Until the lion tells the story, the hunter will always be the hero

 

Until the lion tells the story, the hunter will always be the hero.

– proverb from somewhere in Africa

This is an interesting proverb in several ways.

It reminds us to listen to the story of the ones who haven’t yet told their story. If that’s not possible, for whatever reason, we can at least acknowledge there are other – perhaps equally valid – stories to be told about any situation. And sometimes, we can do our best to imagine what those stories may be.

The proverb also reminds us of our anthropocentrism. We see the world through human eyes, and sometimes ignore the viewpoint of non-human species. We – explicitly or implicitly – assume and live as if the world was created for us, and chose to ignore the myriad of other beings who want the same as us. They want to live. They, in their own way, want to be respected. If they could speak, they would tell us to take their needs into consideration as well.

In a similar way, we tend to prioritize our own needs and wishes over the needs of future generations. We are unable to listen to the voices of future generations since they are not here yet. But we can give them a voice. We can include someone who speaks for them in the decisions we collectively make. We can imagine their needs and wishes. And we can probably imagine these needs and wishes pretty well since they are the universally human ones.

The lion also represents the lion in each of us. The primal power. In our western culture, we have ignored this voice as we have ignored the metaphorical voice and viewpoints of flesh and blood lions and animals in general.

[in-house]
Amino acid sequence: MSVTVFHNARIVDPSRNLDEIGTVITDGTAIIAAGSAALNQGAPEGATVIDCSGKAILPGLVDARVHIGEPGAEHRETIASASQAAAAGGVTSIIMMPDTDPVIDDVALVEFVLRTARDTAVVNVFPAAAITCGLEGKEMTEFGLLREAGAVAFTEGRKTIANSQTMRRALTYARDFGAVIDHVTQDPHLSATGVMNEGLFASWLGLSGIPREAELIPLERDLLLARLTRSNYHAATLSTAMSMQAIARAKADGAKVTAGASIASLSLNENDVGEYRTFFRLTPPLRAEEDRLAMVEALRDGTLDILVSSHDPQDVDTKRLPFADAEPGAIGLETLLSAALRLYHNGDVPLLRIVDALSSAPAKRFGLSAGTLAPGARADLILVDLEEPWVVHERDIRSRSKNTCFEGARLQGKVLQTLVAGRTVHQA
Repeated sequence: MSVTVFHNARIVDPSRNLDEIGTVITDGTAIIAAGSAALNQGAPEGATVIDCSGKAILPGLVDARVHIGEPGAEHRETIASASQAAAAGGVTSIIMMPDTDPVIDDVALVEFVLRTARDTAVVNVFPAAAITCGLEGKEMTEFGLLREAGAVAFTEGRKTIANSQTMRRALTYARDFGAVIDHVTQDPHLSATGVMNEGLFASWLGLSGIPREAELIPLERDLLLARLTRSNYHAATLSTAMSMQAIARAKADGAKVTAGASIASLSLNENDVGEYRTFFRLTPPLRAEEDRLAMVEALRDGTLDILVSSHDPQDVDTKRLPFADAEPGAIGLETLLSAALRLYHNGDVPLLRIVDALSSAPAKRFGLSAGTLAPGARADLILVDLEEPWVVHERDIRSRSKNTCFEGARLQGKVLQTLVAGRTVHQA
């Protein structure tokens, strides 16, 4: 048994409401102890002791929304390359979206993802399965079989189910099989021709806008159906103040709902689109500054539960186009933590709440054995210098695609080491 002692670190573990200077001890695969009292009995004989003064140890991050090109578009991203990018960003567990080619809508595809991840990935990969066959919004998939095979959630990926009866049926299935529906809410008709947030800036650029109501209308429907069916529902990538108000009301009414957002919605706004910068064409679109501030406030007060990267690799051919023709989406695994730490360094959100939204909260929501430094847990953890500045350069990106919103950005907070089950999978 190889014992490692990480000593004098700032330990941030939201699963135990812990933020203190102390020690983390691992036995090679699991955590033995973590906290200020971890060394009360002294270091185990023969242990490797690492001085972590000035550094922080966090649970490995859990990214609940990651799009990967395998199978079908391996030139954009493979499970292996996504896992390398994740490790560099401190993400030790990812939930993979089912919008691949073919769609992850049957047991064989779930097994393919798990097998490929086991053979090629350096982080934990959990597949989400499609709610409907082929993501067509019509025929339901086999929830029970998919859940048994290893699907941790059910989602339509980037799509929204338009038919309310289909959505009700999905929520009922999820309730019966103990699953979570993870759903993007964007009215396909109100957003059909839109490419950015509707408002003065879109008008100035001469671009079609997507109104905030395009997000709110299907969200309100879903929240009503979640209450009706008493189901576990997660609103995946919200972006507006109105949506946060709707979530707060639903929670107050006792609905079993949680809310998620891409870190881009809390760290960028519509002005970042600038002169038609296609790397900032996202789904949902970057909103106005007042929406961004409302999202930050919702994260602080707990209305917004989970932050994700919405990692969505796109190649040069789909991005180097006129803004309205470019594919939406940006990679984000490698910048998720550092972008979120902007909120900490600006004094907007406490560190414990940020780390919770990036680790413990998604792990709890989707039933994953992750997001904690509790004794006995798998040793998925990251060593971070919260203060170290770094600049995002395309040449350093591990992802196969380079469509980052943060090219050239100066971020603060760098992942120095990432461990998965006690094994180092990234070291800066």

Listening to the voice and viewpoint of lions and animals, future generations, and our inner lions and voices, all go hand in hand.

How would an imagined dialog with the lion go?

Hello.

Hi.

What’s your view on humans?

They are not someone we would normally care much about. But they keep taking our land, and they hunt us for no reason that we can understand. We hunt because we have to eat to survive. They don’t seem to hunt for food. What else than eating can justify killing us?

It seems they brag about killing us. We don’t understand. We hunt because we have to. It’s nothing to brag about.

And they have a way to kill us at a distance. We don’t have a chance. We need to get close to kill, and they won’t allow us to get close. If we got close, and they hadn’t their way of killing us, they wouldn’t stand a chance.

And what about a dialog with the inner lion?

How does P. relate to you?

He likes the rawness and power I have and makes use of it sometimes, but otherwise tends to ignore me. He is cautious about me and has learned, from culture and family, to be cautious and often ignore me.

How do you help him?

I help him feel stronger and more in charge of how he deals with situations. I help him feel more whole. I help him get things done. He feels more whole, embodied, and alive when he taps into me.

What advice do you have for him?

You don’t need to be so cautious with me. Tap into me and bring me into your daily life more often. I can be with you more constantly, and you’ll feel stronger, grounded, and alive, and it will help you be more real with yourself, others, and life.

Footnote: It seems that giving children and students the task of writing stories from the normally voiceless – animals, plants, future generations, ecosystems, Gaia and so on – would be very interesting. It helps us imagine the world from another perspective than our own, including as human beings. I am sure some teachers and schools do this, and I would certainly have loved it.

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